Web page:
6. Chiroptera says

    Mano Singham: that Walker was the most dangerous candidate among all the Republicans, because he combined a good chance of winning the presidency…

    I agree. I, too, am relieved to see him out of the race.

    …with having a record that promised he would be truly vicious in his policies.

    Actually, what frightened me isn’t his viciousness but that he seems to have the political skills and competence to get his viciousness enacted.

  7. parasiteboy says

    I think Walker’s state level support will depend on if the billionaire Menard (who owns and runs midwest Home Depot type store by the same name) abandons him.

  8. Reginald Selkirk says

    According to Gawker, there is/are other reason(s) for Walker walking.

    Of course it’s because God told him to.

    “I was sitting in church yesterday, the pastor’s words reminded me that the Bible is full of stories about people who were called to be leaders in unusual ways. Today, I believe that I am being called to lead by helping to clear the field so that a positive conservative message can rise to the top of the field. With this in mind, I will suspend my campaign immediately.

  9. StevoR says

    Wisconsin ranger Walker just doesn’t have the right ring to it does it?

    Nor does President Walker. Especially gien hsi polocies and record.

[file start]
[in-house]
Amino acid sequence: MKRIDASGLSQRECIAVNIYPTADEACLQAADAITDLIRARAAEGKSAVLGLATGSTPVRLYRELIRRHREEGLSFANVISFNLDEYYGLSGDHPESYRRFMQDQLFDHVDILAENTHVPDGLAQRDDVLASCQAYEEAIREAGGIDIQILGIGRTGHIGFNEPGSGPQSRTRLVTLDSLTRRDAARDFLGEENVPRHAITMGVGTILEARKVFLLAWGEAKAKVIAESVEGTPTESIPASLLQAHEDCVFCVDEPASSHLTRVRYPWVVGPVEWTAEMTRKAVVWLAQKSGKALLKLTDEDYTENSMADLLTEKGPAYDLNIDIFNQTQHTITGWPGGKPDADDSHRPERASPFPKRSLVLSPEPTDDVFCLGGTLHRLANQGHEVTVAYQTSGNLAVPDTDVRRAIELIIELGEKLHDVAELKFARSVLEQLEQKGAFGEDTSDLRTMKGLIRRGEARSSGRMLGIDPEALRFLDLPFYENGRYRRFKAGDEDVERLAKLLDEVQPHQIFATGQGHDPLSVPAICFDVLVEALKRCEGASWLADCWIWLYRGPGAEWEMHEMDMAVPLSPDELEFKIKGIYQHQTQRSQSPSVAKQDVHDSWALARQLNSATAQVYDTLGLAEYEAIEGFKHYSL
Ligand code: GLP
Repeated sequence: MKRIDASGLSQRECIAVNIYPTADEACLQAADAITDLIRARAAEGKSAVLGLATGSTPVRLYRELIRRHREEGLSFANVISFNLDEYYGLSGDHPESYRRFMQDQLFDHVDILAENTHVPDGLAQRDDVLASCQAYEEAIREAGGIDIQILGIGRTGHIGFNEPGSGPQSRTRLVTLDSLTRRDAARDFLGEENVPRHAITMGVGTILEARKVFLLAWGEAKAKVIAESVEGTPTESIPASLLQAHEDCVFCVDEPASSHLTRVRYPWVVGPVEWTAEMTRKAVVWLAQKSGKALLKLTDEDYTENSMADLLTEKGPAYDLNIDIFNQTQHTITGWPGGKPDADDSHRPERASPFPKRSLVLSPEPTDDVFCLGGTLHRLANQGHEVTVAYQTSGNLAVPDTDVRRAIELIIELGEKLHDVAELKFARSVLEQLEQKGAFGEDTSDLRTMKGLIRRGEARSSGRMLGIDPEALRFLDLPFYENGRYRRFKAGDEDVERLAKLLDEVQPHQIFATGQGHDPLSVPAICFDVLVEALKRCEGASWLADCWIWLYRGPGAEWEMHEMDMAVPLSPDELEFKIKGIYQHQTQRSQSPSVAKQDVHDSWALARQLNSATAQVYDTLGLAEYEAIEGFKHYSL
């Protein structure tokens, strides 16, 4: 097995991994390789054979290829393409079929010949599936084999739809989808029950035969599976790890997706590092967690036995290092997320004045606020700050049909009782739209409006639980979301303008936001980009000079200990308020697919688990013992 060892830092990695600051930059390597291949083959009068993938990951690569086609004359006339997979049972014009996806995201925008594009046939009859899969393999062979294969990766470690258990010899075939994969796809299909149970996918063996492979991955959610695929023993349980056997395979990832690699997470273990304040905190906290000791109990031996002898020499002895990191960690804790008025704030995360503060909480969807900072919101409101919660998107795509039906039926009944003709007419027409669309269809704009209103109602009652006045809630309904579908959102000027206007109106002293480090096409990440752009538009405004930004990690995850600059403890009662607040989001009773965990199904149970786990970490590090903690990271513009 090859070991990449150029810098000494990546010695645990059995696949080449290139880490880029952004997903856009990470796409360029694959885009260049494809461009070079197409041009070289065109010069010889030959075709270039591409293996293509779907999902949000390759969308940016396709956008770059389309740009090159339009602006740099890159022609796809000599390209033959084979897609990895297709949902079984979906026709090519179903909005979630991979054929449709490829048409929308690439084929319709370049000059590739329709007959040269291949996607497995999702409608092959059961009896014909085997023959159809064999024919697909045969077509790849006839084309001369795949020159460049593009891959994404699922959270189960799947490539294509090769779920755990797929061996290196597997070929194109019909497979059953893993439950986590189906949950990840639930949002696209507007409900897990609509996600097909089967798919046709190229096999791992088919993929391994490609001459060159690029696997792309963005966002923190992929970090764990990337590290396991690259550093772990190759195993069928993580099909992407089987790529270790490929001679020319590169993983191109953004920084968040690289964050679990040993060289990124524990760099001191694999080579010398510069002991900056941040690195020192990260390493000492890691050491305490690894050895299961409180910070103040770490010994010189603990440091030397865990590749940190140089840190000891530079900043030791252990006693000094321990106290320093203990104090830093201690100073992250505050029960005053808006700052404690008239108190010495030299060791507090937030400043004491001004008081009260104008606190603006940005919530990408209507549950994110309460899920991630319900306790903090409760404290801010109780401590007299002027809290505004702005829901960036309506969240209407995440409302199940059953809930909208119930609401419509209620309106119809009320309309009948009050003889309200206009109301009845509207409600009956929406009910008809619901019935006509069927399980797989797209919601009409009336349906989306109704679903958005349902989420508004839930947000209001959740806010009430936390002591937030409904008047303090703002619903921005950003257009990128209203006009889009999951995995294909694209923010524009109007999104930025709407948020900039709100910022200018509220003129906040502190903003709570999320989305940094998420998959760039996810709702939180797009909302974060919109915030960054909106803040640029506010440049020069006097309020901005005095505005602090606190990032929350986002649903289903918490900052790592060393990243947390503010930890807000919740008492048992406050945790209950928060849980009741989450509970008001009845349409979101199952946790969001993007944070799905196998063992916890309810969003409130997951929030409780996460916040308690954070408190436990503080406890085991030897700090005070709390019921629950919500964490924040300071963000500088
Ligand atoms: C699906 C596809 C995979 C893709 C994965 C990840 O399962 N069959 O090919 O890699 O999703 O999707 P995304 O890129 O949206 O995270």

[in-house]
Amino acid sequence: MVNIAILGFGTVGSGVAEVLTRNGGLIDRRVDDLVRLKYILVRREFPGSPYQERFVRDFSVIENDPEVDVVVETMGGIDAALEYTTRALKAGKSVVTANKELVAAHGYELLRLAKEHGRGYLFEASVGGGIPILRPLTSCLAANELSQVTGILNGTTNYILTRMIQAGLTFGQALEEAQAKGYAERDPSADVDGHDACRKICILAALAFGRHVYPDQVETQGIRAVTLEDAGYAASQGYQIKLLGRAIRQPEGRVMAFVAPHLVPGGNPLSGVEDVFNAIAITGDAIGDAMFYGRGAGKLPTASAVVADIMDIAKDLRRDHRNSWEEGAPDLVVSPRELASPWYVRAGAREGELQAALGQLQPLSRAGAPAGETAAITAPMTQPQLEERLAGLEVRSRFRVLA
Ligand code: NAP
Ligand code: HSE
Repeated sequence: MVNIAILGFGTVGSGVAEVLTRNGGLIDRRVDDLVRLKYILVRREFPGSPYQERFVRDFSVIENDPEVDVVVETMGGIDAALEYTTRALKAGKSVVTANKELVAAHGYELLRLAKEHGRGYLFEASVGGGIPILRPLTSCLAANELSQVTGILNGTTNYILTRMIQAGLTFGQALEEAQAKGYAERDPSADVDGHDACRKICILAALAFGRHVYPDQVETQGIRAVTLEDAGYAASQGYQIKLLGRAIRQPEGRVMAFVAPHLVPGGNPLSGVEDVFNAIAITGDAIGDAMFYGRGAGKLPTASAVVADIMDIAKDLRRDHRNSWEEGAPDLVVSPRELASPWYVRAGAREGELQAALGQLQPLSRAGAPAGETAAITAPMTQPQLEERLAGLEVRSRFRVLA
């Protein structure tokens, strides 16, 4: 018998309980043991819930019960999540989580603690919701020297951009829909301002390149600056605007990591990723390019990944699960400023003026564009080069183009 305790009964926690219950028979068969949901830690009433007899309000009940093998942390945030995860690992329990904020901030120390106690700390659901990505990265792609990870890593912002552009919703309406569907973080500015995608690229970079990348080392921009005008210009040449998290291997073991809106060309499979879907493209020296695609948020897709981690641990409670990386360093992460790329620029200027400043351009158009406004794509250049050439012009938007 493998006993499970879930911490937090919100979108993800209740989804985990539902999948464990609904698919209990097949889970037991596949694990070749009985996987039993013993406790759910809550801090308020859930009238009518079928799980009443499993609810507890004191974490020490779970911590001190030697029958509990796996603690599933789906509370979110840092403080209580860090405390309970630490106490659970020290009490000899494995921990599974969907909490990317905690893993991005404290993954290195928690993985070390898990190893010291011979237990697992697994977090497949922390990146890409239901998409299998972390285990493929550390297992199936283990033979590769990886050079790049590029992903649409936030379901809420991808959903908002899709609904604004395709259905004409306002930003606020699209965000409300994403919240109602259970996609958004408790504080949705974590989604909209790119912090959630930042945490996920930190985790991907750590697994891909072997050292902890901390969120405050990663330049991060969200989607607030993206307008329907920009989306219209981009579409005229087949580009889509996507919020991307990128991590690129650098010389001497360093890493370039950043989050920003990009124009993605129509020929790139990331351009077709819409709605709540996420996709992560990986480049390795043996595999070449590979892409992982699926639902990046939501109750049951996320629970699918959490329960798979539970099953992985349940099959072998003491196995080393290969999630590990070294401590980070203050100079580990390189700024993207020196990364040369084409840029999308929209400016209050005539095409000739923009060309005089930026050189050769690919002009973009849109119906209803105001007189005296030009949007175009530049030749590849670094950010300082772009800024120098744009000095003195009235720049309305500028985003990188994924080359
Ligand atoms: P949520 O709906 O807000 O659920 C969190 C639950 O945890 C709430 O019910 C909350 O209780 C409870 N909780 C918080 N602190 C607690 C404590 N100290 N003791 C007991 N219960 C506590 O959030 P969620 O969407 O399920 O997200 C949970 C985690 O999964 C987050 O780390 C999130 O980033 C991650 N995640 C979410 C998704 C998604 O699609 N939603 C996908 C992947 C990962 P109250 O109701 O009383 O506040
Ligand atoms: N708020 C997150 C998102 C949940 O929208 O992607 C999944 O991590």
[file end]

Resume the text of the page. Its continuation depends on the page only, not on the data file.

Surprise to see this klown go out so early -- but sure not disappointed. Even if it is race for runner up.

    Who’s gunna be next to go and when? One klown car that can’t be emptied and fall apart soon enough.

  10. Nick Gotts says

    I was betting on Walker as well. I don’t know who to expect at this point.
    Maybe Kasich? -- doublereed@8

    No, The rational bet at present is on Trump. Not that I think he’s by any means certain to win the nomination, but he’s much better placed to do so than any other single candidate. Not only has he been well out in front for some time, he’s shown that explicit bigotry is still popular with the Republican base, and the other candidates don’t seem able to have a strategy to deal with him.

  11. Nick Gotts says

    Also, Trump is self-funded. As long as he’s not concealing vast debts (which he could be!), he won’t run out of money, and he can appear as “his own man” in contrast to those who depend on a rich patron.

  12. lorn says

    I find it ironic that an anti-labor hit man serving the whims of the .001% gets the job done and then, expecting to receive a big payoff from his potential patrons, he finds out that now that the job is pretty much done, that he is, in the end, in their eyes, he is just a disposable employee held onto just long enough to do a particular job, in a word: labor.

    He was thinking it would be a long term relationship of mutual respect and career development.

    It is so sweetly sad when a capos used to beat the other inmates start to think they are special instead of what they are, just another inmate given a club and a title because the people who run the place don’t wish to get their hands dirty. It is efficient to select a few for special treatment and privledge, for a time. it is entertaining to see their enthusiastic faces as they assume that they are special and will be protected from the fate befalling the others. It is amusing to see the look on their faces when the regular inmates are all gone and they find out they will go the exact same way. That he club and title are no protection at all. Favors granted and easily taken back to be granted to another … for a time.